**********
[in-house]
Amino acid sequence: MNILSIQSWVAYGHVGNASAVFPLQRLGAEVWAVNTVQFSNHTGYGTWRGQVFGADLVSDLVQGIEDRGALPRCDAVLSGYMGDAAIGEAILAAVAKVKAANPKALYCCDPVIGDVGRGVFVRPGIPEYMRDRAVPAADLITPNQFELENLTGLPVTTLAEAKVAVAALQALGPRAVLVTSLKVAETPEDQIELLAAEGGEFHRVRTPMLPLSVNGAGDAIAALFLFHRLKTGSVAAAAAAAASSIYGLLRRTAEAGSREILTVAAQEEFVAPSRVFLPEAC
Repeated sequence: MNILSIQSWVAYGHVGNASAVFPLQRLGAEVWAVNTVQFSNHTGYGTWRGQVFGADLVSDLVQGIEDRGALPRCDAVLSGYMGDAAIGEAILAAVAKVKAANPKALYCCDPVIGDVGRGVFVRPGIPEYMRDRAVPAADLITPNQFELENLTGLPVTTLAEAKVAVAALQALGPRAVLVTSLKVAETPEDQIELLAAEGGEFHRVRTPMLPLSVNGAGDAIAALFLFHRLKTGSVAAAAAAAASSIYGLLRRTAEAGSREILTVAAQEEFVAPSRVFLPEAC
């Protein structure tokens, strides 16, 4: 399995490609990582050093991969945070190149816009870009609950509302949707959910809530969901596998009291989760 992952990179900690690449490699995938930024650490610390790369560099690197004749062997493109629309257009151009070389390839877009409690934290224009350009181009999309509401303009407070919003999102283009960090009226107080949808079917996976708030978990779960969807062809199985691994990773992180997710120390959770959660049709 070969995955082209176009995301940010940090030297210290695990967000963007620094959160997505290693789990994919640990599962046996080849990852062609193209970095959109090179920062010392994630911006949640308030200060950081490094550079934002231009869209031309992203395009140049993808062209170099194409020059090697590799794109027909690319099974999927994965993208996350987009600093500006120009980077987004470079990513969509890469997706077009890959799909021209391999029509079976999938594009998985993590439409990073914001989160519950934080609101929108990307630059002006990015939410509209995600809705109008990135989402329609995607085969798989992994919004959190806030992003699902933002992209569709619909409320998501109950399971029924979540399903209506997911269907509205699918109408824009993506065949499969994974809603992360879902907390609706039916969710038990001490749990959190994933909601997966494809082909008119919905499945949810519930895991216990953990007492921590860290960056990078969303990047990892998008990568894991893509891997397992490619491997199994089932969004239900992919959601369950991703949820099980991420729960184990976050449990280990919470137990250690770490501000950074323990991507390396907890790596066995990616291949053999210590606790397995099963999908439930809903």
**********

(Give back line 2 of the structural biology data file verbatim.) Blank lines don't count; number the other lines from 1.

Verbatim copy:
Amino acid sequence: MNILSIQSWVAYGHVGNASAVFPLQRLGAEVWAVNTVQFSNHTGYGTWRGQVFGADLVSDLVQGIEDRGALPRCDAVLSGYMGDAAIGEAILAAVAKVKAANPKALYCCDPVIGDVGRGVFVRPGIPEYMRDRAVPAADLITPNQFELENLTGLPVTTLAEAKVAVAALQALGPRAVLVTSLKVAETPEDQIELLAAEGGEFHRVRTPMLPLSVNGAGDAIAALFLFHRLKTGSVAAAAAAAASSIYGLLRRTAEAGSREILTVAAQEEFVAPSRVFLPEAC